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Web Applications

What is a Web Application?

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Internet Addiction
Artur Debat / Contributor/Moment Mobile/Moment Editorial/Getty Images

A web application is any application that uses a web browser as a client. The application can be as simple as a message board or a guest sign-in book on a website, or as complex as a word processor or a spreadsheet.

What is a Client?

The 'client' is used in client-server environment to refer to the program the person uses to run the application. A client-server environment is one in which multiple computers share information such as entering information into a database. The 'client' is the application used to enter the information, and the 'server' is the application used to store the information.

What are the Benefits of a Web Application?

A web application relieves the developer of the responsibility of building a client for a specific type of computer or a specific operating system. Since the client runs in a web browser, the user could be using an IBM-compatible or a Mac. They can be running Windows XP or Windows Vista. They can even be using Internet Explorer or Firefox, though some applications require a specific web browser.

Web applications commonly use a combination of server-side script (ASP, PHP, etc) and client-side script (HTML, Javascript, etc.) to develop the application. The client-side script deals with the presentation of the information while the server-side script deals with all the hard stuff like storing and retrieving the information.

How Long Have Web Applications Been Around?

Web Applications have been around since before the web gained mainstream popularity. For example, Larry Wall developed Perl, a popular server-side scripting language, in 1987. That was seven years before the Internet really started gaining popularity outside of academic and technology circles.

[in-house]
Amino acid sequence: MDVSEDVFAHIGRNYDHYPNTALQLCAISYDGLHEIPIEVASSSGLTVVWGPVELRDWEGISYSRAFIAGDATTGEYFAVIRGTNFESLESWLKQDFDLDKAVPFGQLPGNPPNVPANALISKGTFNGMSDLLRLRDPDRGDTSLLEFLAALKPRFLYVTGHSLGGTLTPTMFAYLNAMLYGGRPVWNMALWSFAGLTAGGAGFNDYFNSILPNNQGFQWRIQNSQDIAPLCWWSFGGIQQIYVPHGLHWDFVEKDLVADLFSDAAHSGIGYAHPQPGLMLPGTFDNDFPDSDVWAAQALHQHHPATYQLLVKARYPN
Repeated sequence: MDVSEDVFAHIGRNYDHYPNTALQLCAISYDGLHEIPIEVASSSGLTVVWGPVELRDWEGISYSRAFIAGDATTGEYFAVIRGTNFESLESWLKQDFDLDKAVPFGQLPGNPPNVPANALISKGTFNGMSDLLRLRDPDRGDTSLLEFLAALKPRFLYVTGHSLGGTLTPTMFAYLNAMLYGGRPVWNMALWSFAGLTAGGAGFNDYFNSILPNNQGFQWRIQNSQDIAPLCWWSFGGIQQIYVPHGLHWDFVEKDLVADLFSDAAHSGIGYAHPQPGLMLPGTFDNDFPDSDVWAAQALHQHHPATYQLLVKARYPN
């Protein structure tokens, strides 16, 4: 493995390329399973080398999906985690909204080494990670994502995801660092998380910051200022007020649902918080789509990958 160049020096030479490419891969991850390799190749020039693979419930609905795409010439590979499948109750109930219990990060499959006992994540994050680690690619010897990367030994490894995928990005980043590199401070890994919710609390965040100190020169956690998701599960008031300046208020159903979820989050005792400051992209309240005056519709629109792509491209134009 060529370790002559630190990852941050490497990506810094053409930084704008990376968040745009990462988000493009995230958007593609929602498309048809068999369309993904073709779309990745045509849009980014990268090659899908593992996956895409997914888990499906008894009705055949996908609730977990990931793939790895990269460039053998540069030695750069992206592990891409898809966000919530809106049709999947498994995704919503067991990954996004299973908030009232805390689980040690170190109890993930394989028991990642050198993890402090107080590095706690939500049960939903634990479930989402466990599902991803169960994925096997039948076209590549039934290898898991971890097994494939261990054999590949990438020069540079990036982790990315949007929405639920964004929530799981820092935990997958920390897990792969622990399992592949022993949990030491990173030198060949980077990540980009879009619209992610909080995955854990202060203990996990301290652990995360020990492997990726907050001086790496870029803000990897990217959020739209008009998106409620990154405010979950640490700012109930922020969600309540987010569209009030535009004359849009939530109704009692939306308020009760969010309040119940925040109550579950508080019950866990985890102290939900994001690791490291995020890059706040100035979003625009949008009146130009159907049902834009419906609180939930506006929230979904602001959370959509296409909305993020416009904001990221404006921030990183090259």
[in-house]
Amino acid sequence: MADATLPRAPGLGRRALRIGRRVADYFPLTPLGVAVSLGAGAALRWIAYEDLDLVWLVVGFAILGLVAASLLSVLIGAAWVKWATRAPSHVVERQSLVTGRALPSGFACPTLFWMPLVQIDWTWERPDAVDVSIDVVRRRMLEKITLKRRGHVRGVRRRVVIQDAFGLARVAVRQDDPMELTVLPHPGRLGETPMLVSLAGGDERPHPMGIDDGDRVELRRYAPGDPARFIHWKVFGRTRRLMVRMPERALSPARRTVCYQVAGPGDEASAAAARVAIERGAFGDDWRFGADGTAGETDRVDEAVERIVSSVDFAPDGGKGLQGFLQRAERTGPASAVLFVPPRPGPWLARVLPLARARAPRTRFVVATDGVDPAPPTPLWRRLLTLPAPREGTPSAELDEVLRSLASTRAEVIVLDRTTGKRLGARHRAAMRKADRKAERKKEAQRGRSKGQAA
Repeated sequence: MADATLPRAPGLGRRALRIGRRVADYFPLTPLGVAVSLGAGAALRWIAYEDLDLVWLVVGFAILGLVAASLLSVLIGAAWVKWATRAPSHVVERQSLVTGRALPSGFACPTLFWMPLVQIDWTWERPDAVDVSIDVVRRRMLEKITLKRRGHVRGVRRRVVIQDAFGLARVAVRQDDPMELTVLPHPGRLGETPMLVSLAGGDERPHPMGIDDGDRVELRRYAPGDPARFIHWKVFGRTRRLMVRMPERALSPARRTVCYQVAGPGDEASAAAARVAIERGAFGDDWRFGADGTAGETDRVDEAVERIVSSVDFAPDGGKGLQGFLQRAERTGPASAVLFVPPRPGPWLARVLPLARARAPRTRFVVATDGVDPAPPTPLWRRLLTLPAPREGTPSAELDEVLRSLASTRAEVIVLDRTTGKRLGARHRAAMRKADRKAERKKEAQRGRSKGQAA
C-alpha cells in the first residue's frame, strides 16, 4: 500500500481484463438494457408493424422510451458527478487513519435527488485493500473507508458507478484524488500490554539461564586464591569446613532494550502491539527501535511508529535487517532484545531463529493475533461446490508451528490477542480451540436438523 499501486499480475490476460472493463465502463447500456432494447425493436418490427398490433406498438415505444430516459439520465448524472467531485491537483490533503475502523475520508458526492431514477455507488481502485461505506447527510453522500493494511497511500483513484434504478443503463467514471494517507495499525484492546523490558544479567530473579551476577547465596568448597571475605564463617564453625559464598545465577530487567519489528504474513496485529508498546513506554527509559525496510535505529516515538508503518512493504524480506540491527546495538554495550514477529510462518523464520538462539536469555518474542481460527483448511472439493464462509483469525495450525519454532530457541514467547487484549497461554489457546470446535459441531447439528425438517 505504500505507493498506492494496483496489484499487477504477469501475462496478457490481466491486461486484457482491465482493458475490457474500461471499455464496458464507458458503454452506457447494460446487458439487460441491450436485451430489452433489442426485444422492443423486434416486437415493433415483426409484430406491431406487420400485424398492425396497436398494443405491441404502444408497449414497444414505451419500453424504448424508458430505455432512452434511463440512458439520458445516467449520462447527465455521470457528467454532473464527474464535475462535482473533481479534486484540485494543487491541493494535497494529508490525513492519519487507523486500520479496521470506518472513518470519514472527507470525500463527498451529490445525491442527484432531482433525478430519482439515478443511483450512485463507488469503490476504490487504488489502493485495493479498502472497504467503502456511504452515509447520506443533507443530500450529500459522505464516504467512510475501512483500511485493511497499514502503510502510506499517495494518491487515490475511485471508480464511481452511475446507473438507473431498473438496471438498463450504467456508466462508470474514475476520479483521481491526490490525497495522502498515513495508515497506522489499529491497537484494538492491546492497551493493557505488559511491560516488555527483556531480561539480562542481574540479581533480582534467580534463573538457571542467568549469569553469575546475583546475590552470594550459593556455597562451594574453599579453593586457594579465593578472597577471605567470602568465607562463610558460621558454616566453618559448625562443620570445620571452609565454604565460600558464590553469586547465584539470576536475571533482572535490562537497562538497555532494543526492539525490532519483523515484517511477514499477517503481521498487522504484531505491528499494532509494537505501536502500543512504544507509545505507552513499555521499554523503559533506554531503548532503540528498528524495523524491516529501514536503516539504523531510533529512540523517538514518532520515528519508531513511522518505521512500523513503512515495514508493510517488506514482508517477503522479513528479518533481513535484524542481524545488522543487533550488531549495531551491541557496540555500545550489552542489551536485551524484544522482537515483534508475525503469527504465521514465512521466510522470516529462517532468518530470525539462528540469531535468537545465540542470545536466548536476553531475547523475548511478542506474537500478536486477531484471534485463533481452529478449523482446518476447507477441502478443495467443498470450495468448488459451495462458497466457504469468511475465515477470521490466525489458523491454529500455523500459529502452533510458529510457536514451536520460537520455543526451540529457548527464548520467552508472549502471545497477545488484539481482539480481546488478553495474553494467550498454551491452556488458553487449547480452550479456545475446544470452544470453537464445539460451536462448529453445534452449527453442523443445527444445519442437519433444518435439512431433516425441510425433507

The first mainstream web applications were relatively simple, but the late 90's saw a push toward more complex web applications. Nowadays, millions of Americans use a web application to file their income taxes on the web.

What is the Future of Web Applications?

Most web applications are based on the client-server architecture where the client enters information while the server stores and retrieves information. Internet mail is an example of this, with companies like Yahoo and MSN offering web-based email clients.

The new push for web applications is crossing the line into those applications that do not normally need a server to store the information. Your word processor, for example, stores documents on your computer, and doesn't need a server.

Web applications can provide the same functionality and gain the benefit of working across multiple platforms. For example, a web application can act as a word processor, storing information and allowing you to 'download' the document onto your personal hard drive.

If you have seen the new Gmail or Yahoo mail clients, you have seen how sophisticated web applications have become in the past few years. Much of that sophistication is because of AJAX, which is a programming model for creating more responsive web applications.

Google Apps, Microsoft Office Live, and WebEx WebOffice are examples of the newest generation of web applications.

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